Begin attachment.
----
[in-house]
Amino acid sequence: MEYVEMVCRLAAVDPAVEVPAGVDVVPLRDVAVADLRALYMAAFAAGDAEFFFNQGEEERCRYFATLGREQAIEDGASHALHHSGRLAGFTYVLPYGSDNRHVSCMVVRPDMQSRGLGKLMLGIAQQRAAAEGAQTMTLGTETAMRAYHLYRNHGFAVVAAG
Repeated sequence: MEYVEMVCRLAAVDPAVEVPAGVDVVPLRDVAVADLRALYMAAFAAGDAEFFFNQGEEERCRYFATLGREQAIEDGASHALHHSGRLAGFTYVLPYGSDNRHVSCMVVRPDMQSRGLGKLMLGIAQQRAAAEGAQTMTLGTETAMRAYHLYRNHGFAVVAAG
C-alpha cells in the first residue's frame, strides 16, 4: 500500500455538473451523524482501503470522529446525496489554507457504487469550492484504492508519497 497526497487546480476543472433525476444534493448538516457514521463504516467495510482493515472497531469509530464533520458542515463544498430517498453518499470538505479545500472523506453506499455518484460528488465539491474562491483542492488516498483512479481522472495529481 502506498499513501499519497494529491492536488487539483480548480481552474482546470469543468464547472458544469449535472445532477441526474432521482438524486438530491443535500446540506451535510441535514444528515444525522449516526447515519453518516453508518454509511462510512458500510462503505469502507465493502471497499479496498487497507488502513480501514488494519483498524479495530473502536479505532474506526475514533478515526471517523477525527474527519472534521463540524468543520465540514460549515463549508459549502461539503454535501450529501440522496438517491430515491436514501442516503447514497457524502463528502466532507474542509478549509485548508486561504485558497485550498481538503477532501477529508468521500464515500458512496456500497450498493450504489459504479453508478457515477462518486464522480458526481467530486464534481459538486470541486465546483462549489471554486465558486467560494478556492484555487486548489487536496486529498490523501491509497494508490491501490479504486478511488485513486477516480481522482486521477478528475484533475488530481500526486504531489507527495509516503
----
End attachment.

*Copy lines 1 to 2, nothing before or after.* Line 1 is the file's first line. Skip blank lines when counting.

[in-house]
Amino acid sequence: MEYVEMVCRLAAVDPAVEVPAGVDVVPLRDVAVADLRALYMAAFAAGDAEFFFNQGEEERCRYFATLGREQAIEDGASHALHHSGRLAGFTYVLPYGSDNRHVSCMVVRPDMQSRGLGKLMLGIAQQRAAAEGAQTMTLGTETAMRAYHLYRNHGFAVVAAG